Conferences are back in full force, meaning companies must double down on their promotional efforts. Startups and major industry players are making their 2023 appearances at the hottest conferences around the world. According to AMEX, 81% of events were expected to have an in-person element in 2022, and with pandemic woes in the past, this number is expected to increase in 2023. More so, The State of Events 2023 report suggested that 63% of marketers are planning to host in-person events within the next 1-2 years.

Live events are goldmines for public relations objectives and provide a valuable opportunity for coverage. Large conferences like CES and RSA can typically result in dozens of articles and intimate trade shows allow for more one-on-one time with niche reporters. During these busy periods, companies are leveraging media and industry relationships, networking opportunities, and often launching new products all while continuing normal business operations.

A PR strategy dedicated to upcoming events will garner coverage and ensure interactions are monitored and tracked. As company representatives will be involved in valuable on-the-ground media conversations, strategizing and preparing ahead of time help guarantee that your company’s efforts pay off during and after the event.

Establish the Right Metrics and KPIs

Before you start pitching the media on conference activities, determine what success looks like and how it will be measured. Understanding the needs of important stakeholders and customers will guide your PR conference season strategy. Valuable metrics to watch include relevant media coverage, audience reach, share of voice among competitors, and secured interviews.

Learn who from your target audience is attending or will be at a specific event. Then confirm that they are reflected in targeted media lists with journalists and publications for your event. It’s important to create lists well before the conference to grab the attention of busy reporters and to schedule interviews ahead of time.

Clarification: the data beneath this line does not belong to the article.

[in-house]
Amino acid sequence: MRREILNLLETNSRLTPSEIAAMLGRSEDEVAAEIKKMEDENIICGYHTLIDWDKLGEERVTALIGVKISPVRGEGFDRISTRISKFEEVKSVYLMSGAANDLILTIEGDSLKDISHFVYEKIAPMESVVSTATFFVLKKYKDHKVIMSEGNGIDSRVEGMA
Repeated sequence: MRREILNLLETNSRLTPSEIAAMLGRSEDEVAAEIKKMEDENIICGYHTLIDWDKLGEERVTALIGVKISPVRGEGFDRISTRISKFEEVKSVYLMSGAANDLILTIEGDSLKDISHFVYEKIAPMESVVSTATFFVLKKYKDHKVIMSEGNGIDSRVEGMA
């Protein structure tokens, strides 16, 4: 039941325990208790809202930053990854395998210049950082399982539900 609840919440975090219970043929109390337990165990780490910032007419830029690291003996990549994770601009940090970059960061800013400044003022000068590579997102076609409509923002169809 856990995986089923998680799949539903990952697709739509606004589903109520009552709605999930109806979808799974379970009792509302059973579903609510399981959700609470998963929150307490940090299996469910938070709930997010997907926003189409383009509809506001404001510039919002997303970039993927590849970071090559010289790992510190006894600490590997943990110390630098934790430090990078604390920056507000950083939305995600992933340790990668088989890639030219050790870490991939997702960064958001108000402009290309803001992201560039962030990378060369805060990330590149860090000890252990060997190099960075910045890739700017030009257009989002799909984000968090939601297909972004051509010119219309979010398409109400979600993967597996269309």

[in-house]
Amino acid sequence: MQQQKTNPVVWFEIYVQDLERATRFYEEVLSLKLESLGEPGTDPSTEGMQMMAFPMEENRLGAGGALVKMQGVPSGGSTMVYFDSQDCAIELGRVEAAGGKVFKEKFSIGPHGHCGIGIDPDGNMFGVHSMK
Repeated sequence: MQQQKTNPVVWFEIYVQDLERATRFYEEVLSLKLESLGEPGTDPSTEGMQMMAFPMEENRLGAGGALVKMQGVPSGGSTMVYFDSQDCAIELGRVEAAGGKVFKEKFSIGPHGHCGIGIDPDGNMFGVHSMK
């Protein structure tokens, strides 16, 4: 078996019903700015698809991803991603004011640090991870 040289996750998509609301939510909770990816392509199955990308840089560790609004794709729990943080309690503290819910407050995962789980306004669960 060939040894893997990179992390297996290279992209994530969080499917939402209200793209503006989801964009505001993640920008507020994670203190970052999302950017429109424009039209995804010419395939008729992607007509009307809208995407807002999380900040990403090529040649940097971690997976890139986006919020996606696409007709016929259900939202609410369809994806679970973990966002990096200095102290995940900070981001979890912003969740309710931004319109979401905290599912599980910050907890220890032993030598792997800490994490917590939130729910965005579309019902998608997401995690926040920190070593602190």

Also, designate spokespeople for media conversations and reserve specific time slots for interview opportunities. This way your team will have an established goal for the number of interviews to secure and can offer specifics in media outreach that eliminate a substantial amount of back-and-forth emails.

You’ll also need to establish a plan for ongoing reporting during the conference. This will include end-of-day reports on the day’s successes, heads-up reports for the next day’s plans, and briefing documents with talking points and other crucial details to help prepare stakeholders and spokespeople.

As the conference winds down, coordinate with reporters on the next steps of any potential coverage. Be sure to track these reporter follow-ups so that there are no loose threads from interviews. Ultimately, you’ll want to monitor the success of your media outreach in a report that summarizes your efforts, any interviews that took place, coverage results, and what action you’ll take based on these results.